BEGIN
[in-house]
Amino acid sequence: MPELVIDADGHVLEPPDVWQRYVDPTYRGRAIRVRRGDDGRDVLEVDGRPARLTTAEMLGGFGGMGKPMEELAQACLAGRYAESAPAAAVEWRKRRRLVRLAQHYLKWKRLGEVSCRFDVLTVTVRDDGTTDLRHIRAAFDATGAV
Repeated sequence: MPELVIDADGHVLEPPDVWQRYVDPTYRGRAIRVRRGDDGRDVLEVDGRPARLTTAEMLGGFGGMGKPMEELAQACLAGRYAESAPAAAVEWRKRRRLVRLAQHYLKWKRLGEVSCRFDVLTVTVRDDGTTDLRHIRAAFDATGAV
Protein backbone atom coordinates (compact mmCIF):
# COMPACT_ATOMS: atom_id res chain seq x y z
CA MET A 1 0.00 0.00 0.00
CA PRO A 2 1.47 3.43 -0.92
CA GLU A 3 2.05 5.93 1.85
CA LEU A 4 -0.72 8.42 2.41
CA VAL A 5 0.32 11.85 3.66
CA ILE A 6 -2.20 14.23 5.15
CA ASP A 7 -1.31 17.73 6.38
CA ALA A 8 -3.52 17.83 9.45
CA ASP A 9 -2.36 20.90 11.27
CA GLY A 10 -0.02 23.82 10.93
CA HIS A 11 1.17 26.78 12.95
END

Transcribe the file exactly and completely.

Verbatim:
[in-house]
Amino acid sequence: MPELVIDADGHVLEPPDVWQRYVDPTYRGRAIRVRRGDDGRDVLEVDGRPARLTTAEMLGGFGGMGKPMEELAQACLAGRYAESAPAAAVEWRKRRRLVRLAQHYLKWKRLGEVSCRFDVLTVTVRDDGTTDLRHIRAAFDATGAV
Repeated sequence: MPELVIDADGHVLEPPDVWQRYVDPTYRGRAIRVRRGDDGRDVLEVDGRPARLTTAEMLGGFGGMGKPMEELAQACLAGRYAESAPAAAVEWRKRRRLVRLAQHYLKWKRLGEVSCRFDVLTVTVRDDGTTDLRHIRAAFDATGAV
Protein backbone atom coordinates (compact mmCIF):
# COMPACT_ATOMS: atom_id res chain seq x y z
CA MET A 1 0.00 0.00 0.00
CA PRO A 2 1.47 3.43 -0.92
CA GLU A 3 2.05 5.93 1.85
CA LEU A 4 -0.72 8.42 2.41
CA VAL A 5 0.32 11.85 3.66
CA ILE A 6 -2.20 14.23 5.15
CA ASP A 7 -1.31 17.73 6.38
CA ALA A 8 -3.52 17.83 9.45
CA ASP A 9 -2.36 20.90 11.27
CA GLY A 10 -0.02 23.82 10.93
CA HIS A 11 1.17 26.78 12.95